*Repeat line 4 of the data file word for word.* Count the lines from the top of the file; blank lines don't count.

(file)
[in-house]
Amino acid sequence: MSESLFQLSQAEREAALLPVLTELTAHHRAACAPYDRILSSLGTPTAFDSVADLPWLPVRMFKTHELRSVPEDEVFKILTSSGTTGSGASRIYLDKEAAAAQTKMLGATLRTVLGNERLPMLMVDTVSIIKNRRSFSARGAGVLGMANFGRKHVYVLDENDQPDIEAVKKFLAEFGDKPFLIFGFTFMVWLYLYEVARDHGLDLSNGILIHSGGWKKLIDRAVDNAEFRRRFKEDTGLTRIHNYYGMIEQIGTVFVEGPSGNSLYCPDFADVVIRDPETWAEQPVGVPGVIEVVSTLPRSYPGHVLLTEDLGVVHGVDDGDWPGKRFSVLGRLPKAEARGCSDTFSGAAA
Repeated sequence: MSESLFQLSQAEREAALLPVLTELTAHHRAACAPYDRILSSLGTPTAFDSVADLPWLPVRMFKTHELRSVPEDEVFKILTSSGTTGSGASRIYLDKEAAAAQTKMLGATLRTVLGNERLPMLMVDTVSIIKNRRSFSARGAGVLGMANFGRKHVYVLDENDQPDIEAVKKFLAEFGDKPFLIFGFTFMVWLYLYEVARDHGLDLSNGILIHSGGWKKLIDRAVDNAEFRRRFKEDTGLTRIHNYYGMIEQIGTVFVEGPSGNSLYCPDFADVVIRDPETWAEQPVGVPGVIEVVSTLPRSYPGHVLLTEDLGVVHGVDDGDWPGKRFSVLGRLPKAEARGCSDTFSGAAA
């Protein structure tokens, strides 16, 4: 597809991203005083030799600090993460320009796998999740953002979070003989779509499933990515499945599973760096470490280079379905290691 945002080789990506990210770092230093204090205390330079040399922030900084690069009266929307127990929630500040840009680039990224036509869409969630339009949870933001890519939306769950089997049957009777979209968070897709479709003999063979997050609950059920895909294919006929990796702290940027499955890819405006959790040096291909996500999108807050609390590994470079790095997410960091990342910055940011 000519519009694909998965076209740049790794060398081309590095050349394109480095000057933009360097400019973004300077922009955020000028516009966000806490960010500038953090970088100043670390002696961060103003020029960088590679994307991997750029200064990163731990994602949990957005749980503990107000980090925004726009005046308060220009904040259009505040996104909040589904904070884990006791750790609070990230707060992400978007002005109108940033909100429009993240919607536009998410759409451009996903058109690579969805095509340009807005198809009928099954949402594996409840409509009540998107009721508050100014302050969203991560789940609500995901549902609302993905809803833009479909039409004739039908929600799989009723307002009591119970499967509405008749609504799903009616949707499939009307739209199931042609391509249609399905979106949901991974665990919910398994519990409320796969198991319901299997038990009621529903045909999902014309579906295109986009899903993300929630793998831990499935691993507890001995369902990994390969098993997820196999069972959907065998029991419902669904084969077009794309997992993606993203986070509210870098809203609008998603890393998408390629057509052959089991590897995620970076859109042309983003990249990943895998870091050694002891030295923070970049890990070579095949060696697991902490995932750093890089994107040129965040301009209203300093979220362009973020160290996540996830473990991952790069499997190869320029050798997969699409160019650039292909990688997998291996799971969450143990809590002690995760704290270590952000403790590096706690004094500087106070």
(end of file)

């Protein structure tokens, strides 16, 4: 597809991203005083030799600090993460320009796998999740953002979070003989779509499933990515499945599973760096470490280079379905290691 945002080789990506990210770092230093204090205390330079040399922030900084690069009266929307127990929630500040840009680039990224036509869409969630339009949870933001890519939306769950089997049957009777979209968070897709479709003999063979997050609950059920895909294919006929990796702290940027499955890819405006959790040096291909996500999108807050609390590994470079790095997410960091990342910055940011 000519519009694909998965076209740049790794060398081309590095050349394109480095000057933009360097400019973004300077922009955020000028516009966000806490960010500038953090970088100043670390002696961060103003020029960088590679994307991997750029200064990163731990994602949990957005749980503990107000980090925004726009005046308060220009904040259009505040996104909040589904904070884990006791750790609070990230707060992400978007002005109108940033909100429009993240919607536009998410759409451009996903058109690579969805095509340009807005198809009928099954949402594996409840409509009540998107009721508050100014302050969203991560789940609500995901549902609302993905809803833009479909039409004739039908929600799989009723307002009591119970499967509405008749609504799903009616949707499939009307739209199931042609391509249609399905979106949901991974665990919910398994519990409320796969198991319901299997038990009621529903045909999902014309579906295109986009899903993300929630793998831990499935691993507890001995369902990994390969098993997820196999069972959907065998029991419902669904084969077009794309997992993606993203986070509210870098809203609008998603890393998408390629057509052959089991590897995620970076859109042309983003990249990943895998870091050694002891030295923070970049890990070579095949060696697991902490995932750093890089994107040129965040301009209203300093979220362009973020160290996540996830473990991952790069499997190869320029050798997969699409160019650039292909990688997998291996799971969450143990809590002690995760704290270590952000403790590096706690004094500087106070």